In just a few weeks Professor Rob Duncombe, director of pharmacy at The Christie NHS Foundation Trust, takes on the Coastal Challenge in Costa Rica in aid of ERUK.

We caught up with Professor Duncombe to find out how his training was going and why he signed up to one of the world’s toughest trail running events…

Can you tell us why you’ve decided to run the Coastal Challenge for ERUK?

The Coastal Challenge is an ultra marathon set in the jungles of Costa Rica. Distance wise it is about the same as running a marathon a day for 6 consecutive days, but with the added complications of extreme temperatures (40C) and extreme humidity. It is without question one of the hardest endurance events in the world – with only about 120 participants taking part annually.

Prof. Rob Duncombe

Our eldest son was born in 1996. He had his first seizure at about the age of one, and over the next 8 years had numerous seizures and multiple admissions to hospital. The early days of his epilepsy were an absolute hell. He was in status epilepticus – a potentially fatal form of seizure – for days, and no drugs could bring him out of his seizures. Over the course of his epilepsy we probably tried every available treatment, with various levels of success. At times the side effects of the drugs were actually worse than the seizures – in particular the mood changes were very hard to live with.

Fortunately we ultimately did find a drug which worked for him, and as he hit puberty he grew out of his epilepsy. He has now been seizure free for longer than he had seizures, and has learnt to drive, and at the age of 23, like many young people his age, spends half the year working and half the year travelling.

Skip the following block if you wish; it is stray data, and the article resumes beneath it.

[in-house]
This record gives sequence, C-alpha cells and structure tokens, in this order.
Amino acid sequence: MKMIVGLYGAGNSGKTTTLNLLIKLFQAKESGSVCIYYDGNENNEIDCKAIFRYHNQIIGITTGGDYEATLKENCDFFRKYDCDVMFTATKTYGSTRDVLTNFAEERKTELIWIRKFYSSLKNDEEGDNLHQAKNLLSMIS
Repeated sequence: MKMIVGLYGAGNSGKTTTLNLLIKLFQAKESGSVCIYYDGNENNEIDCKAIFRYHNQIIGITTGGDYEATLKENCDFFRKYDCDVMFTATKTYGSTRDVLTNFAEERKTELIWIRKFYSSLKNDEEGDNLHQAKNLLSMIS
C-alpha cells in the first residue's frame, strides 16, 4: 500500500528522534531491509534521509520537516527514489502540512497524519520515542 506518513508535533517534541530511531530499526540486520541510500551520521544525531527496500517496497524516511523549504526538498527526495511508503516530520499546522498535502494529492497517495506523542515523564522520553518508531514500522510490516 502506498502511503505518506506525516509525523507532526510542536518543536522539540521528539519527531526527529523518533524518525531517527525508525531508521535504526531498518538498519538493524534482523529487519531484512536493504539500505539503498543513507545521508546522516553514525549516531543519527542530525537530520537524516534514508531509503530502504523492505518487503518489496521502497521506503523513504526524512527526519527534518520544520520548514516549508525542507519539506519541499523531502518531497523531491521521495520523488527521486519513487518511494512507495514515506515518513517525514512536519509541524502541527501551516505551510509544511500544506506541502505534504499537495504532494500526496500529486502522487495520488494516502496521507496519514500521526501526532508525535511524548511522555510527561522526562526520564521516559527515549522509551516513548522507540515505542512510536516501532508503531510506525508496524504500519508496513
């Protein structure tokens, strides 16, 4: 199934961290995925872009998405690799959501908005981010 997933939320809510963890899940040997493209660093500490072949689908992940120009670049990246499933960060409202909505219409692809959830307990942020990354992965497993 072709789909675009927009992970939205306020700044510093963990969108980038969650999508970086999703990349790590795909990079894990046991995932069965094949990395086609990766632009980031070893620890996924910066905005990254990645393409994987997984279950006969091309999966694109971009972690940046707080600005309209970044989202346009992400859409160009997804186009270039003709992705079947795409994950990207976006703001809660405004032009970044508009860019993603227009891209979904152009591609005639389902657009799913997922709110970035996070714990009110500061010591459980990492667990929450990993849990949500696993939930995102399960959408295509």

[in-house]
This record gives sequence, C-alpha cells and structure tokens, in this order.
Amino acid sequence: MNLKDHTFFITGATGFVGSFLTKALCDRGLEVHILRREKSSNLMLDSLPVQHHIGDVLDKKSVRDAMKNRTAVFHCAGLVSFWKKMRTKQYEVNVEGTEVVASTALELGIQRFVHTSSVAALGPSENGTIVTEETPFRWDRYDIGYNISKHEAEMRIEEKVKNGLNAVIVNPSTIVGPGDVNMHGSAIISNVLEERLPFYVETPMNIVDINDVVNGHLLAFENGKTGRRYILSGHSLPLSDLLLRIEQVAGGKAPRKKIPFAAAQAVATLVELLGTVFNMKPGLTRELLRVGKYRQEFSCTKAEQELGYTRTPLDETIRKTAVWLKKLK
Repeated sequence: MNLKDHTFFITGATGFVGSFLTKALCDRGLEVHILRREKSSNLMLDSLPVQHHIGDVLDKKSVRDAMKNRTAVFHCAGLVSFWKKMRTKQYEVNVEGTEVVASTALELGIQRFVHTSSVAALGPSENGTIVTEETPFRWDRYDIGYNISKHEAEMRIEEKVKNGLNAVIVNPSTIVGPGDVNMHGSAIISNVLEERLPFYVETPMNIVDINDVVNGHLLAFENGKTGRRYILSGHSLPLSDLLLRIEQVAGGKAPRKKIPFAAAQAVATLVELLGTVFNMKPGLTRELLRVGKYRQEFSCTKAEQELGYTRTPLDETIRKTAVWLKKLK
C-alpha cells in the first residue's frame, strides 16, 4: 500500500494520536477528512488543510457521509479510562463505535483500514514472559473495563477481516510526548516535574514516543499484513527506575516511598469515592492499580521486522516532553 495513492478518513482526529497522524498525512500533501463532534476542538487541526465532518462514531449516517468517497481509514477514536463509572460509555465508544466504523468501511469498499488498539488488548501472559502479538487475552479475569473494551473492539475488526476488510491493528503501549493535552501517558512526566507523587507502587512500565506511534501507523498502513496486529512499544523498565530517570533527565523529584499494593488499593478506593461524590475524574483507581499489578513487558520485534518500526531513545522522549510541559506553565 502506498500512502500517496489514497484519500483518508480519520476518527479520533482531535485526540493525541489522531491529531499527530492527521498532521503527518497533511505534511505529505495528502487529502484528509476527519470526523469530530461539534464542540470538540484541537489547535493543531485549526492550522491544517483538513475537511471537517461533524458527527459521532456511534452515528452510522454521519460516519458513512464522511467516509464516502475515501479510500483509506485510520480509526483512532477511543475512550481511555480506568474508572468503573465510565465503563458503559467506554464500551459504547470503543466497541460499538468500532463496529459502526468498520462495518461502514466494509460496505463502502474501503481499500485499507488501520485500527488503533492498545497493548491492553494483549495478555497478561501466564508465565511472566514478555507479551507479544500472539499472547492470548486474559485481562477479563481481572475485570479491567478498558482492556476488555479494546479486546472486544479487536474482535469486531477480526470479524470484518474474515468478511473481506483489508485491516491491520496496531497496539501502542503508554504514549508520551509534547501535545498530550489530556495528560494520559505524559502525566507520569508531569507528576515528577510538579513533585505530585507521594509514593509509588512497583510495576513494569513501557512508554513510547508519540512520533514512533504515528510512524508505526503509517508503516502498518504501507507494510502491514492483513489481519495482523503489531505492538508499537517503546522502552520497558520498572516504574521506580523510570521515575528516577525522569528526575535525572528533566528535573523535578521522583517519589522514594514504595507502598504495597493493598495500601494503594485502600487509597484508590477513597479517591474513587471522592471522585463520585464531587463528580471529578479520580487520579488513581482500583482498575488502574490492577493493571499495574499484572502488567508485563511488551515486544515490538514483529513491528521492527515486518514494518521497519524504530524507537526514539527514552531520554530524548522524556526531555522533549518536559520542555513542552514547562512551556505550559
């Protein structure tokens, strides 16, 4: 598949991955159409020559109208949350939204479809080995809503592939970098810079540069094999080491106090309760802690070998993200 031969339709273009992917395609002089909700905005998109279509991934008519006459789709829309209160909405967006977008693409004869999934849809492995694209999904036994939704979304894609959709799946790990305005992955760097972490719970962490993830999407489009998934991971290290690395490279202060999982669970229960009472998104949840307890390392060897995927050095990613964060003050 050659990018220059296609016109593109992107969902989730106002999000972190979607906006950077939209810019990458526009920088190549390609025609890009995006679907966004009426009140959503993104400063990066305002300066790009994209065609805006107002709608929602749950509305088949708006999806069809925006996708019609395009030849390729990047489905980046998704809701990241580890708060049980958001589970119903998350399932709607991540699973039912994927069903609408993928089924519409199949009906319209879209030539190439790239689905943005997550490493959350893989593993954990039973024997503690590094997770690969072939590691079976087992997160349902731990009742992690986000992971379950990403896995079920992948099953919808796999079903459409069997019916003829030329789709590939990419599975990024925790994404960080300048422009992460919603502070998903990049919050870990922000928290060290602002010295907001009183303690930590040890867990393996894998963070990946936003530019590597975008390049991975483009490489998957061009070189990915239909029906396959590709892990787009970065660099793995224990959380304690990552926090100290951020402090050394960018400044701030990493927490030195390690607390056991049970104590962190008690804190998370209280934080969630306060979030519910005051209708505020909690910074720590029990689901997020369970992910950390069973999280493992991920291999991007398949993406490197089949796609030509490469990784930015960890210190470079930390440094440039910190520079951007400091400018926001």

If through running The Coastal Challenge I can support epilepsy research then hopefully, in time, other families will not go through what we went through.
Professor Rob Dubcombe

Epilepsy is obviously a difficult condition to understand and treat, and over the past 20 years there have been very few, if any, new drugs to support treatment. If through running The Coastal Challenge I can support epilepsy research then hopefully, in time, other families will not go through what we went through.

How have you found the training? What has been the toughest part?

Training never gets any easier. I only took up running in 2016 (at the age of 48) when I got a charity place for the London Marathon. Last year I took part in the Marathon Des Sables, and since that race I haven’t really stopped running. Generally, I train every day of the week, either through going for a jog, or going to the gym. The toughest part is always trying to combine training with work and family life, and generally that means lots of early mornings, and running for hours in the dark and cold. I’m now spending five nights a week sitting in a sauna in an attempt to try and acclimatise for conditions in the jungle.

Rob Duncombe training

What are you most (and least) looking forward to about the challenge?

I’m most looking forward to seeing Costa Rica, and spending time in the rain forest. Everyone tells me it is one of the most beautiful places on the planet, with amazing wildlife and fauna. The running will be a serious challenge with lots of serious hills, and the humidity will be something I’ve not experienced before. I have a fear of snakes — and Costa Rica is home to 10 of the world’s most venomous snakes. However, it is quite unlikely that I will see one – at least that is what the race organisers tell me.

What do you hope to see from the future of epilepsy research?

I sincerely hope that through research we can further understand what causes epilepsy – and take steps to prevent it. And then if we cannot prevent it – then at least to develop significantly better, cleaner, drugs to treat it.

A massive thank you to Rob for taking on this incredible challenge in aid of ERUK – we can’t wait to hear all about it! If you would like to support Rob and help him achieve his fundraising goal please visit his JustGiving page here.

Find out more about our funded research here.